Crop researchers at the University of Illinois in the US are experimenting with the use of drones in the upcoming growing season.
The drones - unmanned aerial vehicles – will be tested on the university's South Farms. The drones are uses to take aerial pictures of crops growing in research plots on the farms, doing some scans over the Uni's herbicide studies to see if the drone photography can help to identify where crops are stressed by post-emergence herbicide applications.
For farmers, aerial photographs taken by drones offer a quick and easy way to check on the progress of crops and determine where they may need to replant or direct pesticide applications.
Both drones the University is using are multirotor helicopters, or quadricopters. Using rechargeable lithium polymer batteries, each drone can make flights of about 10 to 15 minutes. The computers in the drones are similar to those used in smartphones.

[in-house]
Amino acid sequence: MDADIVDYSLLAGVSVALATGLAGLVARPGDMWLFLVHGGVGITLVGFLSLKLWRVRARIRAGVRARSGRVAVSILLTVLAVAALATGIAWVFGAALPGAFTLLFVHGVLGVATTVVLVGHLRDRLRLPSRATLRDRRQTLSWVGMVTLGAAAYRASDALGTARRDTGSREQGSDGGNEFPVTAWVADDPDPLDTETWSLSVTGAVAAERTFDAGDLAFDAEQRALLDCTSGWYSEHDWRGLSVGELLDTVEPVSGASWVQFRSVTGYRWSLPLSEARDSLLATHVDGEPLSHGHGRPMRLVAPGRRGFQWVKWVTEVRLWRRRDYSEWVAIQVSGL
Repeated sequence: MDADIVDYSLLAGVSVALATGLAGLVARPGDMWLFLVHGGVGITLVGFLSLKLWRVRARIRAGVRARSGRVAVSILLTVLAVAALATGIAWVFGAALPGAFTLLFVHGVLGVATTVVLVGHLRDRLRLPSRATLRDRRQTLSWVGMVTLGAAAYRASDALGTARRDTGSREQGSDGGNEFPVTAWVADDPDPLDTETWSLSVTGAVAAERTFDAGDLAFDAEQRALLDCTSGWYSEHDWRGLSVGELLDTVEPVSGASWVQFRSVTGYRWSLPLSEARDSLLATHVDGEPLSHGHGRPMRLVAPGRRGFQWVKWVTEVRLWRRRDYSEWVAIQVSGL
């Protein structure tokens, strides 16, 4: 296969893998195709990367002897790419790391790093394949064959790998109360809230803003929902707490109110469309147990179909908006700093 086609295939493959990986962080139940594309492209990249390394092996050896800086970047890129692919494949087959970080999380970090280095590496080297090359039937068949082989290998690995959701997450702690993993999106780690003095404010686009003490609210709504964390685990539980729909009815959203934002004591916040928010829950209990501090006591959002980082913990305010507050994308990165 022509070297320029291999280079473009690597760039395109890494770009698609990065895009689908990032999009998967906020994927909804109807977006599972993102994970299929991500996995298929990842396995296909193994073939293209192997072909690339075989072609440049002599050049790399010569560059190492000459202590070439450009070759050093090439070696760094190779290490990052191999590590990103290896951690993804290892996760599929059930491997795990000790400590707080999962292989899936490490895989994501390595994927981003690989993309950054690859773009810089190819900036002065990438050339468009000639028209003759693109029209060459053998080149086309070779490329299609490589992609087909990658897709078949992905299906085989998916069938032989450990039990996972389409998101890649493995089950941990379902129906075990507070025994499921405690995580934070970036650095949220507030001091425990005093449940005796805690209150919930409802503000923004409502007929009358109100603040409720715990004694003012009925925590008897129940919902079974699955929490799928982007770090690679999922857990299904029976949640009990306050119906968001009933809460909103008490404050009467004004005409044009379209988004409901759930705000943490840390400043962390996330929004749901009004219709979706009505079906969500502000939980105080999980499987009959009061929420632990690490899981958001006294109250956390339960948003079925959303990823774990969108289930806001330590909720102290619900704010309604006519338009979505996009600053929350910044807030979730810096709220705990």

"Standard pictures and video taken with drones can tell us a lot," Dennis Bowman, a crop sciences educator at the University said. "But what we're looking to give us even more information is multispectral cameras that can give us imagery in other wavelengths, such as near-infrared, to help us identify areas of crop stress. It probably isn't going to tell us what the problem is, but it will tell us where problems are so that we can target our scouting in those specific areas and determine what might be occurring."
To comment, login here
Or register to be able to comment.